Let’s start with an item that most directly impacts Missouri.
Auburn wants out of the SEC West for football.
Can you blame them?
Alabama has made everyone cry uncle for a half-decade and the Nick Saban freight train shows few signs of slowing down, a circumstance SEC West teams understand more acutely than anyone else.
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The proposed solution for Auburn is to swap places with Missouri, which absolutely belongs in the SEC West based on geography.
Nonetheless, SEC Commissioner Greg Sankey again threw cold water on the debate Monday during his annual State of the SEC remarks to kick off SEC Media Days at the Hyatt Regency-Wynfrey Hotel in suburban Birmingham, Ala.
“It has not been an agenda item in the meeting,” Sankey said. “It is a conversation in most large press conferences in which I appear, and that’s the extent of the conversation.”
That echoes Sankey’s comments from six weeks ago during the SEC meetings in Destin, Fla.
It’s not even a conversation worth having until the SEC is ready to move to a nine-game conference football schedule, because Auburn would lose its annual rivalry with Georgia and Alabama would lose its annual rivalry with Tennessee — or Alabama and Auburn would stop playing each year — if such a move occurred.
On replay …
The SEC introduced a collaborative instant replay mechanism last season, an innovation that was new to college football.
“By all accounts, it worked well,” Sankey said. “We connected technology. Our staff did great work in making certain that that innovation would function properly. We’re still not perfect in officiating. We’ll strive for that this year.”
But that’s not the only sport set for replay.
Sankey said the SEC “has asked for permission to experiment with collaborative instant replay” in men’s basketball next season.
The conference also hopes to expand the use of instant replay in baseball, which was used on a limited basis last season but is not a centralized, collaborative process.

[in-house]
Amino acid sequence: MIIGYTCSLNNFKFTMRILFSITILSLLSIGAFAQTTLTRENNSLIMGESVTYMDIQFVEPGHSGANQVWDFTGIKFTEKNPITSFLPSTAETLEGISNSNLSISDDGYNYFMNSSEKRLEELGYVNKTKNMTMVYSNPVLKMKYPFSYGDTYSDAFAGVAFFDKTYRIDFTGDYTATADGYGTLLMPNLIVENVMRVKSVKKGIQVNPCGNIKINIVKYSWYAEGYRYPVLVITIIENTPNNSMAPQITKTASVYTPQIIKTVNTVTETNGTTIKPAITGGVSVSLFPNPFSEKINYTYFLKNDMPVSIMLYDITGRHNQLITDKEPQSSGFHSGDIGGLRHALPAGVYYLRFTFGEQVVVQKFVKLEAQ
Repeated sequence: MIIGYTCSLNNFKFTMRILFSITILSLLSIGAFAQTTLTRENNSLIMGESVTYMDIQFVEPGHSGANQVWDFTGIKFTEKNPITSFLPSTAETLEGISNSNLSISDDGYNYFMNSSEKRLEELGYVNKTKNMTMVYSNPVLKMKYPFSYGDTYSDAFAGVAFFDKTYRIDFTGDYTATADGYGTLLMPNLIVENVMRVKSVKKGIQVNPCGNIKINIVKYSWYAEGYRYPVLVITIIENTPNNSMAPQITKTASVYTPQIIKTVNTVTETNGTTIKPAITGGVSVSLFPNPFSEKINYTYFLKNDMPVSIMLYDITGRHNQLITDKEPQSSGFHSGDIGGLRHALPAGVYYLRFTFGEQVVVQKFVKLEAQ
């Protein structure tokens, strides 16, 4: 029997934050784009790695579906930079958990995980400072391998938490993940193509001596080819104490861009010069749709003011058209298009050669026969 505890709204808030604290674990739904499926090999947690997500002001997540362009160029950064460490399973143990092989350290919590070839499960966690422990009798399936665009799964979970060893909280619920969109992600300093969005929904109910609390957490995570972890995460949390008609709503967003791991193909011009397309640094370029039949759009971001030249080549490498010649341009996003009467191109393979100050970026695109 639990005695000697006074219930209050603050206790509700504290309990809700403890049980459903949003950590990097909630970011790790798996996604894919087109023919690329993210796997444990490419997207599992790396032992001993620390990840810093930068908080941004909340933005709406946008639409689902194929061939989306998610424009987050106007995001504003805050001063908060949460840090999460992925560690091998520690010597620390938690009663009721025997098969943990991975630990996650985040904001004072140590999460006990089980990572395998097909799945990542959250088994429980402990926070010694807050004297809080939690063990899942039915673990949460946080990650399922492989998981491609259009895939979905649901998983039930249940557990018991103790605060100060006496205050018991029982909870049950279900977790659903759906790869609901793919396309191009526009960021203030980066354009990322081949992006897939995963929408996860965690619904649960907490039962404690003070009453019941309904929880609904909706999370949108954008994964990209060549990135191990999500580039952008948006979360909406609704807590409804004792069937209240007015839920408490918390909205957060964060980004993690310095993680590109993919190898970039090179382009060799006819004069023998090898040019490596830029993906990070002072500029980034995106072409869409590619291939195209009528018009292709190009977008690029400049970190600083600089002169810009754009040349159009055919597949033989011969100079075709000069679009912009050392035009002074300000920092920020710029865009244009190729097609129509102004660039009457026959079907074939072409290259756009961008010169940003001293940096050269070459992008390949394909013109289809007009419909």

Sankey said he hopes the NCAA Football Rules Committee will make collaborative instant replay a permanent rule when it meets in February.
On transfers …
The SEC has adopted the stance that “financial aid should not be tied to whether a school grants permission to contact” when an athlete seeks a transfer.
“That’s one of those control points in transfers,” Sankey said. “I think it’s time for that to be, not only discussed, but I think that’s something that should move forward from my perspective.”
The change would prevent college coaches from effectively holding a player hostage if he elects to leave a program — an issue that reached the national spotlight thanks to Kansas State’s Corey Sutton saga.
He said the SEC currently is awaiting final recommendations from an NCAA working group studying the issue.
“There are a lot of pieces to those solutions,” Sankey said. “Yet, I’m pleased the working group is having both the right conversations and talking about the right issues.”
On a 14-week season …
Amid discussion about adding a second bye week to the college football schedule, Sankey said the SEC isn’t opposed to such a change.
“There’s curiosity and interest,” he said.
However, the conference doesn’t want to see the practice begin earlier, which could become a sticking point to lengthening the season by a week.
On recruiting …
With big changes coming to the NCAA recruiting calendar for football, including earlier visits for prospects and a December signing period, the SEC has formed a committee to discuss optimal long-term solutions for the recruiting process.
Missouri coach Barry Odom is one of four coaches — along with Alabama’s Nick Saban, Auburn’s Gus Malzahn and Vanderbilt’s Derek Mason — on the committee along with Florida athletic director Scott Stricklin and Arkansas athletic director Jeff Long, who formerly chaired the College Football Playoff selection committee.
On scheduling conflicts …
When Hurricane Matthew was bearing down on Florida’s Atlantic seaboard last October, the Gators called off a game against LSU to ensure community resources weren’t allocated for football rather than emergencies.
But the resulting squabble in which LSU refused to make the trek to Gainesville, Fla., on Nov. 19, when both teams had cancelable nonconference games, highlighted a breakdown in the conference’s command structure.
Ultimately, Sankey stepped in to mediate a deal in which Florida agreed to move the game to Baton Rouge, La., in exchange for the 2017 game moving to Gainesville, Fla. — but only after some barbs were exchanged among Florida and LSU officials.
That won’t happen again in the future.
“We didn’t have a policy as a conference once you move past game day,” Sankey said. “That has to be the authority of the commissioner to designate the game day.”
Now, it is.
Sankey said the SEC presidents and athletic directors voted unanimously to give the commissioner authority to dictate when and where games will be played.
He also codified the notion that “all eight conference games be played in order to be eligible for the conference championship. We’ve made that now an explicit commissioner’s regulation.”